Adhesions, also known as scar tissue, are bands of sticky, fibrous tissue that can grow anywhere inside the body. Healthy tissue, organs, muscles, and tendons are slippery. They were designed to slide around one another without causing pain or discomfort. Adhesions are deposited and put down to repair damaged tissue. For Instance, if you have experienced trauma (fall, motor vehicle accident, muscle strain), or stress (both acute and chronic), or come into contact with toxins (cleaning supplies, pollution, fluoride, etc) adhesions will be deposited to repair the damage.
Adhesions lead to decreased range of motion which causes degeneration. Adhesions are far less stable than healthy tissue and are loaded with excess nerves so the body is not as stable and has an increased sense of pain.
Neck pain, for example, is likely caused by adhesions. With prolonged wear and tear, the head moves farther forward over time. For every inch forward, an extra 10lbs of pressure is placed on the neck and upper back. The six tiny muscles at the base of the skull become overworked, building adhesions. These muscles are called suboccipital muscles. The suboccipital muscles house the suboccipital nerve, arguably one of the most crucial nerves in the body. The suboccipital nerve, when compressed from adhesions, leads to headaches, increased anxiety, poor posture, and traveling numbness or tingling down the arm.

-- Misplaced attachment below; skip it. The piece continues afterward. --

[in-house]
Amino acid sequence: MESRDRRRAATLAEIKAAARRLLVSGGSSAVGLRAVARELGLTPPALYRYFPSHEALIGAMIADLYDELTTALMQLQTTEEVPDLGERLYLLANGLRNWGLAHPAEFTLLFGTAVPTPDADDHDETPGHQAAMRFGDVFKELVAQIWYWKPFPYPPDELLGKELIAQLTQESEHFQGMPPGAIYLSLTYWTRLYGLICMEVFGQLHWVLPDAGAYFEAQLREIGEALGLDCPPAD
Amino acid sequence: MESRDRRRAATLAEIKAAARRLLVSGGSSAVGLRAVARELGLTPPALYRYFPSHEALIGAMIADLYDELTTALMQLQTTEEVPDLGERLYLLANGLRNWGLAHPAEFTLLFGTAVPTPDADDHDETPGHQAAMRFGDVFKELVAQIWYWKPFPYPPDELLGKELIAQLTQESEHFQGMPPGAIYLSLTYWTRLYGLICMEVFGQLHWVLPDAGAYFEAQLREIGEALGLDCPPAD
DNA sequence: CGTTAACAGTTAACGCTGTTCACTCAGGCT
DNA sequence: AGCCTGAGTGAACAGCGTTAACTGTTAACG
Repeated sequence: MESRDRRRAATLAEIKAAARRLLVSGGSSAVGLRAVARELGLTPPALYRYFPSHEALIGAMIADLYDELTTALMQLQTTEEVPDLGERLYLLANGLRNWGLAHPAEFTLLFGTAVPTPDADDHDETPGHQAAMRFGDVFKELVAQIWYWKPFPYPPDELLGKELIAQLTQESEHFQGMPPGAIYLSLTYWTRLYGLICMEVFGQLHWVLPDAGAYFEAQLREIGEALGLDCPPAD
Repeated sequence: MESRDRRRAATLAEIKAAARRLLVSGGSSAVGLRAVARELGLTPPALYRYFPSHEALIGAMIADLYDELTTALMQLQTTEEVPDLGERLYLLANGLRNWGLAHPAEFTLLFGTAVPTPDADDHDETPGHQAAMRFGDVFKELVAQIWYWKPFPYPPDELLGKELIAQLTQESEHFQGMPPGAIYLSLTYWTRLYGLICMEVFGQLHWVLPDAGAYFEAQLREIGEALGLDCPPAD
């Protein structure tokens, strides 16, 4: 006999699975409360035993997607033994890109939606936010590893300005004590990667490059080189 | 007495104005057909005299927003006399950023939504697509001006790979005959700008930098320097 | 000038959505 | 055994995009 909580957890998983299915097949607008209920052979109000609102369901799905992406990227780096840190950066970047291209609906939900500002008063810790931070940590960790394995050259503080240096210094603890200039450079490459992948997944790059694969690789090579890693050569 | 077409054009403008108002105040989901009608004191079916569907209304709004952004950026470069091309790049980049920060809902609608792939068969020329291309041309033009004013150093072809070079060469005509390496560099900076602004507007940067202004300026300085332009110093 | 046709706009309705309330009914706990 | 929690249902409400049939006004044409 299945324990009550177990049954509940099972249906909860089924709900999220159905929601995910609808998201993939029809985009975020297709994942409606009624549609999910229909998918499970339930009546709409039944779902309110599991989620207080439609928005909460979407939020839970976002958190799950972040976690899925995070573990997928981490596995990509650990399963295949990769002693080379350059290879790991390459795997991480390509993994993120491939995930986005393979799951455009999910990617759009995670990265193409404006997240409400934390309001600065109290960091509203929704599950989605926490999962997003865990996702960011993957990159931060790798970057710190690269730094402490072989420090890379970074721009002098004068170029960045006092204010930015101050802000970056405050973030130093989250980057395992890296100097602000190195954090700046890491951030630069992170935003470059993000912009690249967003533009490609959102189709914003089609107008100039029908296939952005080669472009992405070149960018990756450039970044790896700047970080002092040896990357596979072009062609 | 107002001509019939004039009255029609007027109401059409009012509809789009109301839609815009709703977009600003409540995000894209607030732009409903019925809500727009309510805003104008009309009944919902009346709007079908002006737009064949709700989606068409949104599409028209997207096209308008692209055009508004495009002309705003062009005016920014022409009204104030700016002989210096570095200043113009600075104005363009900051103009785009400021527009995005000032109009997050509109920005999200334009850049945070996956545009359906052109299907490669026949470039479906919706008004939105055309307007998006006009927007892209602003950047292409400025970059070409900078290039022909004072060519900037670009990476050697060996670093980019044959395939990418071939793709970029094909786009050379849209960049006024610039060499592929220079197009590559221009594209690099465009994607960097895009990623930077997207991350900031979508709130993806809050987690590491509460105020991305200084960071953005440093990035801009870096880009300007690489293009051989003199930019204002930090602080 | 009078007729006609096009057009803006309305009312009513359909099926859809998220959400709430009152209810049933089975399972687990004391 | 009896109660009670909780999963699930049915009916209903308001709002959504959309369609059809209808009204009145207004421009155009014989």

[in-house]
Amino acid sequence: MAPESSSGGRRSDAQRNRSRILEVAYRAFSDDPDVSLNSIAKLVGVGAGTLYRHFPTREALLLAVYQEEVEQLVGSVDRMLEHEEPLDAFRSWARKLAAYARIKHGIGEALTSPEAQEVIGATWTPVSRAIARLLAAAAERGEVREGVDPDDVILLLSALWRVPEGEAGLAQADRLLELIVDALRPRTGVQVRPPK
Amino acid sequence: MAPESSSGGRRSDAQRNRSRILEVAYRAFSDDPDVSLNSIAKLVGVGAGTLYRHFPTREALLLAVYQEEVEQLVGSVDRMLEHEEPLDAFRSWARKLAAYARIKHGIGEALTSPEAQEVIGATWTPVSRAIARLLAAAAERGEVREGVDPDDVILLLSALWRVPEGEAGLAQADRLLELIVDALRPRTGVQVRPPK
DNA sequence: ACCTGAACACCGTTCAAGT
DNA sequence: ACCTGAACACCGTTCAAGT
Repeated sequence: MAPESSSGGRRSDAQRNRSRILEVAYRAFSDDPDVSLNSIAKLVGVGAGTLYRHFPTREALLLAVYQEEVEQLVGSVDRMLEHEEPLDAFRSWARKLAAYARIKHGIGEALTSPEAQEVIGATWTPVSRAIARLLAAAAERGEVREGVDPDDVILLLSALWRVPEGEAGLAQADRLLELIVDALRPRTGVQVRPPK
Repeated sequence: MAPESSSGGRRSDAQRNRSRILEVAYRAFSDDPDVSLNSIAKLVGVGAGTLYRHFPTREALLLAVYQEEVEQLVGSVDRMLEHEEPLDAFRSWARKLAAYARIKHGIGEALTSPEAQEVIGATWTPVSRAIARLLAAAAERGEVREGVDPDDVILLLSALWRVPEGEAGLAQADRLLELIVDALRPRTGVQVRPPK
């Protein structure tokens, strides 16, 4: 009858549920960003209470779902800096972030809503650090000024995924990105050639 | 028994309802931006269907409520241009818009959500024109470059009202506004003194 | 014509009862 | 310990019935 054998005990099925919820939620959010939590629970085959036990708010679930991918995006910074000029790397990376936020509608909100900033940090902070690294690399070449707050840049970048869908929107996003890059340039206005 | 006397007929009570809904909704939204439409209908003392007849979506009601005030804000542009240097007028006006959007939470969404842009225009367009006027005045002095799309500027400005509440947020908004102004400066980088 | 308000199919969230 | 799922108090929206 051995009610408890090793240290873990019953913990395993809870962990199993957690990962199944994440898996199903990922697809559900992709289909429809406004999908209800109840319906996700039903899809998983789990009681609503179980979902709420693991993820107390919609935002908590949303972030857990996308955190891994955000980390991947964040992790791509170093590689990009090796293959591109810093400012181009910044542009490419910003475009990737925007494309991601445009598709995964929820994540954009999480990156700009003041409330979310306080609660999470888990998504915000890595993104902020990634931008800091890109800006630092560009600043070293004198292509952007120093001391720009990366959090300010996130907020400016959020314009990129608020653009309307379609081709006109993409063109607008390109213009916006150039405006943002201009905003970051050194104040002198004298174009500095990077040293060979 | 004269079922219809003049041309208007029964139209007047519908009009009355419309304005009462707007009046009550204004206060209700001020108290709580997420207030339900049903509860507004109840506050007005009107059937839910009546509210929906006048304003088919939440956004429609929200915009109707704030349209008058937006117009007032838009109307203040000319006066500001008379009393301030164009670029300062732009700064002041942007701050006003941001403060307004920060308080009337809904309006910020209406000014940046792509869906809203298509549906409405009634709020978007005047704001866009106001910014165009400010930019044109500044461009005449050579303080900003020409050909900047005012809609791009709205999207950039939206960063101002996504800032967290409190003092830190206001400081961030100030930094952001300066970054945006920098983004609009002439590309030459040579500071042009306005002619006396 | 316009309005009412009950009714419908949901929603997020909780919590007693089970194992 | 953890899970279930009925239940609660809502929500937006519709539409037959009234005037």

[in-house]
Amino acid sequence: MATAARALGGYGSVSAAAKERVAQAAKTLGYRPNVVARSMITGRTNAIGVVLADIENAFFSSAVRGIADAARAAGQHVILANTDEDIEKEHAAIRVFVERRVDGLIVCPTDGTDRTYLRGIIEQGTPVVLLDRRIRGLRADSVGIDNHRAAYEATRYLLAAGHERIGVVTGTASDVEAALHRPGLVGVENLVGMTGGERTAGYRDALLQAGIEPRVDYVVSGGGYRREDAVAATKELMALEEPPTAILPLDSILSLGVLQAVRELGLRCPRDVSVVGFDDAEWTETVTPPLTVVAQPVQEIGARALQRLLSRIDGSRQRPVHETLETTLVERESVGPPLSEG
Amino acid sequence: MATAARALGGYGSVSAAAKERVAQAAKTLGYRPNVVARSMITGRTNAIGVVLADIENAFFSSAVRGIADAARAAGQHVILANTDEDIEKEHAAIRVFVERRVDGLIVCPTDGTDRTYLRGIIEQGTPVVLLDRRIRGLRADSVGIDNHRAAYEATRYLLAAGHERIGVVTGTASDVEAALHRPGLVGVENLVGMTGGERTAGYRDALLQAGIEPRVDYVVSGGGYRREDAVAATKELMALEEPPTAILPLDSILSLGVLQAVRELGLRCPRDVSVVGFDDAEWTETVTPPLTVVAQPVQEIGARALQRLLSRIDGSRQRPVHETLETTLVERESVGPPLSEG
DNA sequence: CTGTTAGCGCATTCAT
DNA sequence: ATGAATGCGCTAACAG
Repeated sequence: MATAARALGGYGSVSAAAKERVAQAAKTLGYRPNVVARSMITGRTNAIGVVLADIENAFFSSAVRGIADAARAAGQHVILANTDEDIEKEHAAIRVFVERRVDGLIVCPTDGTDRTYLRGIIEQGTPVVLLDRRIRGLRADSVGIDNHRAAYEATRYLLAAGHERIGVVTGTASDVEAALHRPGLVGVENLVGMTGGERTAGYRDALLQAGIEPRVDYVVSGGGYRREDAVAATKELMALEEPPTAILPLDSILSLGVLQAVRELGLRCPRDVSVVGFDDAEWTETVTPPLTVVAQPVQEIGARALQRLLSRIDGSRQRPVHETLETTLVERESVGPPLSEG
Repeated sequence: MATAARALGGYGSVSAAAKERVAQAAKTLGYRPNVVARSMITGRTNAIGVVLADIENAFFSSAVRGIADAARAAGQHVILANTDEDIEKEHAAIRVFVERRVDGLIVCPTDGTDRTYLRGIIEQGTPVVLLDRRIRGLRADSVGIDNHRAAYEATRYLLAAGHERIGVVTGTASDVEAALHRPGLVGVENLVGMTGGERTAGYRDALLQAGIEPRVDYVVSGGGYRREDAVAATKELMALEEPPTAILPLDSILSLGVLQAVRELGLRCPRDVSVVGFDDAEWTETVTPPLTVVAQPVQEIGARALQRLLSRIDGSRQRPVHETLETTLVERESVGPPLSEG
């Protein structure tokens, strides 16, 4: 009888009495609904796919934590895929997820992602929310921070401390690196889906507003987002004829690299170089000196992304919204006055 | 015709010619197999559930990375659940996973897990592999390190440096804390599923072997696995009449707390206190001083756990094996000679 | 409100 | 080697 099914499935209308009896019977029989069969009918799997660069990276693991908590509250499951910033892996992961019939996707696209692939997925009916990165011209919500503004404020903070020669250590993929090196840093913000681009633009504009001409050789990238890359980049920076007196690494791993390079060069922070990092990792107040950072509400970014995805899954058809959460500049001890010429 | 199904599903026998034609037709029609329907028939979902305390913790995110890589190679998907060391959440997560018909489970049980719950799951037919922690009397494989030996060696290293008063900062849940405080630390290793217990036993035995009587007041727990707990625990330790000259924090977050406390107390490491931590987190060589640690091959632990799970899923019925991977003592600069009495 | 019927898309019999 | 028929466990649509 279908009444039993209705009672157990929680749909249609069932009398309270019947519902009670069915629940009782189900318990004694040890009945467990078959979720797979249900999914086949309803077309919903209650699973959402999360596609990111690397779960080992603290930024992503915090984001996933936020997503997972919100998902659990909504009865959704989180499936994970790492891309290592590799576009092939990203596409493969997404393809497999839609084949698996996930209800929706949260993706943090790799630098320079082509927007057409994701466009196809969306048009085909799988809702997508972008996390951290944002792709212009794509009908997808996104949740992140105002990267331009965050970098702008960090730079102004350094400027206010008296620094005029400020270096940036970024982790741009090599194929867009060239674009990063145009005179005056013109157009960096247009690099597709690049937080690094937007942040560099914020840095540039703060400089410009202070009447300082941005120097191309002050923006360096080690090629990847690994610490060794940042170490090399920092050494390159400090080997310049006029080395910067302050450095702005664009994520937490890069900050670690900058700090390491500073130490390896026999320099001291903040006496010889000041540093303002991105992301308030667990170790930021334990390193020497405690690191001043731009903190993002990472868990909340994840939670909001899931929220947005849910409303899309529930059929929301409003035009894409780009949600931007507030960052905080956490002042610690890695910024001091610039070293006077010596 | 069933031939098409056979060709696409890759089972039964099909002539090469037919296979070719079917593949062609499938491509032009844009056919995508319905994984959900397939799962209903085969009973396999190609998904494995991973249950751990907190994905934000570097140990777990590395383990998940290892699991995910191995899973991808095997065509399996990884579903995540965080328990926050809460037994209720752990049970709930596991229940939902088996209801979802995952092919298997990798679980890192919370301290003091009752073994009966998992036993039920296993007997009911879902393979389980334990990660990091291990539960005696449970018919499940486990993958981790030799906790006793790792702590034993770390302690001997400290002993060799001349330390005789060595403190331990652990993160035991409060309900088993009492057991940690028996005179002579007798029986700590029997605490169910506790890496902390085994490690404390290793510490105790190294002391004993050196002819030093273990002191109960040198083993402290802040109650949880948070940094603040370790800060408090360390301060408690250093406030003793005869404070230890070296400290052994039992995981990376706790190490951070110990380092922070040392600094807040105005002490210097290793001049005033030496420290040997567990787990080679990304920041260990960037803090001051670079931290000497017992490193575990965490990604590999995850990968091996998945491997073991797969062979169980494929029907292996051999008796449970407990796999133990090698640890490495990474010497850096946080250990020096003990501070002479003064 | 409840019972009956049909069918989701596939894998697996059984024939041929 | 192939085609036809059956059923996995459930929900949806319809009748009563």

Logan Scharf, chiropractor, and owner of Thrive Spine and Sport, also states, “Adhesions act like glue on the muscles. It is the most common cause of restricted motion and pain in the body. Unfortunately, it is one of the most misdiagnosed conditions.”
Treatment for adhesions vary. Surgery is often performed on patients with adhesions but there are safer alternatives. The first step with adhesion build-up is to ice. Icing the area for 15 minutes daily will decrease inflammation in the affected region. This allows the tissue to heal faster. The next, and in my opinion, best treatment for adhesions is Active Release Technique (ART). ART is performed by a chiropractor trained in this area, using the physician’s thumb or finger, while the area of adhesion build-up is shortened. The physician places their finger on the shortened area while the patient lengthens the muscle by moving away from the area that is pinned. This breaks up the scar tissue. What I often hear from patients after receiving ART is, “I cannot believe how well I feel after just one session.”
Over time, the adhesions that were causing debilitating pain become less and less. If you feel like you may be experiencing pain due to adhesion build-up, ask your chiropractor about Active Release Technique.